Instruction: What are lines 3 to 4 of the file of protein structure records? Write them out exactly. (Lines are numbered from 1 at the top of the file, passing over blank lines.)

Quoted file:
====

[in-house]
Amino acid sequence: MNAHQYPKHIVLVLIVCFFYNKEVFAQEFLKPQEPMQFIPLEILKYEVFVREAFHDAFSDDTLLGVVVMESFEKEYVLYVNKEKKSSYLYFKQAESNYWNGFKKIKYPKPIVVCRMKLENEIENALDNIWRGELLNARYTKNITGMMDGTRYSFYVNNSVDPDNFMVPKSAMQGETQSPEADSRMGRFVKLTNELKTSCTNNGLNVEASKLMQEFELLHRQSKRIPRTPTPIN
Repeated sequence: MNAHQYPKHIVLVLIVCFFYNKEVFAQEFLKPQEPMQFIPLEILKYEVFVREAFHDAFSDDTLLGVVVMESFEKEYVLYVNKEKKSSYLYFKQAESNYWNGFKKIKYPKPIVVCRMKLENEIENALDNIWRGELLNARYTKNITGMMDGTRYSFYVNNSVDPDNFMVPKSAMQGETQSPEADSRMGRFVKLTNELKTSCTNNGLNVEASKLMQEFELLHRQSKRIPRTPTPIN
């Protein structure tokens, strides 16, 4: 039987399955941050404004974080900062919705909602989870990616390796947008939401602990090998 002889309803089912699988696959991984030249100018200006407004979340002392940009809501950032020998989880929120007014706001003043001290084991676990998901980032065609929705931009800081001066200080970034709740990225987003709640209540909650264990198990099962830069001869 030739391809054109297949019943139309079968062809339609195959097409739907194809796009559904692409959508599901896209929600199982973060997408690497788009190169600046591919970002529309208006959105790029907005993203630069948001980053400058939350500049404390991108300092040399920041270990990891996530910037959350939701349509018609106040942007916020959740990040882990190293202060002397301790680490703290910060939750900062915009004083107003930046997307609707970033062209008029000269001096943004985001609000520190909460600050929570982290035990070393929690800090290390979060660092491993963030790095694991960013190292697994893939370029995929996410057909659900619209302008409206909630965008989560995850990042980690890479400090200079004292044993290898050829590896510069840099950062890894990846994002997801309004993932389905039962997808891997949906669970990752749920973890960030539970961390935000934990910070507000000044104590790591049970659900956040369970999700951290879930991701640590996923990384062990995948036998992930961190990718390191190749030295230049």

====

Repeated sequence: MNAHQYPKHIVLVLIVCFFYNKEVFAQEFLKPQEPMQFIPLEILKYEVFVREAFHDAFSDDTLLGVVVMESFEKEYVLYVNKEKKSSYLYFKQAESNYWNGFKKIKYPKPIVVCRMKLENEIENALDNIWRGELLNARYTKNITGMMDGTRYSFYVNNSVDPDNFMVPKSAMQGETQSPEADSRMGRFVKLTNELKTSCTNNGLNVEASKLMQEFELLHRQSKRIPRTPTPIN
């Protein structure tokens, strides 16, 4: 039987399955941050404004974080900062919705909602989870990616390796947008939401602990090998 002889309803089912699988696959991984030249100018200006407004979340002392940009809501950032020998989880929120007014706001003043001290084991676990998901980032065609929705931009800081001066200080970034709740990225987003709640209540909650264990198990099962830069001869 030739391809054109297949019943139309079968062809339609195959097409739907194809796009559904692409959508599901896209929600199982973060997408690497788009190169600046591919970002529309208006959105790029907005993203630069948001980053400058939350500049404390991108300092040399920041270990990891996530910037959350939701349509018609106040942007916020959740990040882990190293202060002397301790680490703290910060939750900062915009004083107003930046997307609707970033062209008029000269001096943004985001609000520190909460600050929570982290035990070393929690800090290390979060660092491993963030790095694991960013190292697994893939370029995929996410057909659900619209302008409206909630965008989560995850990042980690890479400090200079004292044993290898050829590896510069840099950062890894990846994002997801309004993932389905039962997808891997949906669970990752749920973890960030539970961390935000934990910070507000000044104590790591049970659900956040369970999700951290879930991701640590996923990384062990995948036998992930961190990718390191190749030295230049």